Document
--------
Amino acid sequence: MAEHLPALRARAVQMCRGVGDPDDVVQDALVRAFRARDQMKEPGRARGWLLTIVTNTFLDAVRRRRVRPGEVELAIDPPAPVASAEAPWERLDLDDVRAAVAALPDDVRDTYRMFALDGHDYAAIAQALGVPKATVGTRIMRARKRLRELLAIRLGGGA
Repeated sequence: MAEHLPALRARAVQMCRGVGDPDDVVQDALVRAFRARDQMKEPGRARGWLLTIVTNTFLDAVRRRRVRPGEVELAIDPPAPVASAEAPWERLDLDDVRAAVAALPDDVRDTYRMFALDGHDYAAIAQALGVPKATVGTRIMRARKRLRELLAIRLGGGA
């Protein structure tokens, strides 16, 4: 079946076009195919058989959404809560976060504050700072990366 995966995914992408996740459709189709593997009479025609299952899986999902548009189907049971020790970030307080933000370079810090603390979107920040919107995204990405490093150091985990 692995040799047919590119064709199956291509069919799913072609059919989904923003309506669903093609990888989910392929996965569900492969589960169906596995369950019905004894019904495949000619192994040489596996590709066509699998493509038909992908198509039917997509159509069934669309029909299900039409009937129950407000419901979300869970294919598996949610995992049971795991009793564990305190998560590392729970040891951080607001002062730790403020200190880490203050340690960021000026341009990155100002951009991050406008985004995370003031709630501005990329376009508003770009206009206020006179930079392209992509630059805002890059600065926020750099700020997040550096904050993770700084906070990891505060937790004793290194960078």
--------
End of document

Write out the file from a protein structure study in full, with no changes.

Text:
Amino acid sequence: MAEHLPALRARAVQMCRGVGDPDDVVQDALVRAFRARDQMKEPGRARGWLLTIVTNTFLDAVRRRRVRPGEVELAIDPPAPVASAEAPWERLDLDDVRAAVAALPDDVRDTYRMFALDGHDYAAIAQALGVPKATVGTRIMRARKRLRELLAIRLGGGA
Repeated sequence: MAEHLPALRARAVQMCRGVGDPDDVVQDALVRAFRARDQMKEPGRARGWLLTIVTNTFLDAVRRRRVRPGEVELAIDPPAPVASAEAPWERLDLDDVRAAVAALPDDVRDTYRMFALDGHDYAAIAQALGVPKATVGTRIMRARKRLRELLAIRLGGGA
């Protein structure tokens, strides 16, 4: 079946076009195919058989959404809560976060504050700072990366 995966995914992408996740459709189709593997009479025609299952899986999902548009189907049971020790970030307080933000370079810090603390979107920040919107995204990405490093150091985990 692995040799047919590119064709199956291509069919799913072609059919989904923003309506669903093609990888989910392929996965569900492969589960169906596995369950019905004894019904495949000619192994040489596996590709066509699998493509038909992908198509039917997509159509069934669309029909299900039409009937129950407000419901979300869970294919598996949610995992049971795991009793564990305190998560590392729970040891951080607001002062730790403020200190880490203050340690960021000026341009990155100002951009991050406008985004995370003031709630501005990329376009508003770009206009206020006179930079392209992509630059805002890059600065926020750099700020997040550096904050993770700084906070990891505060937790004793290194960078």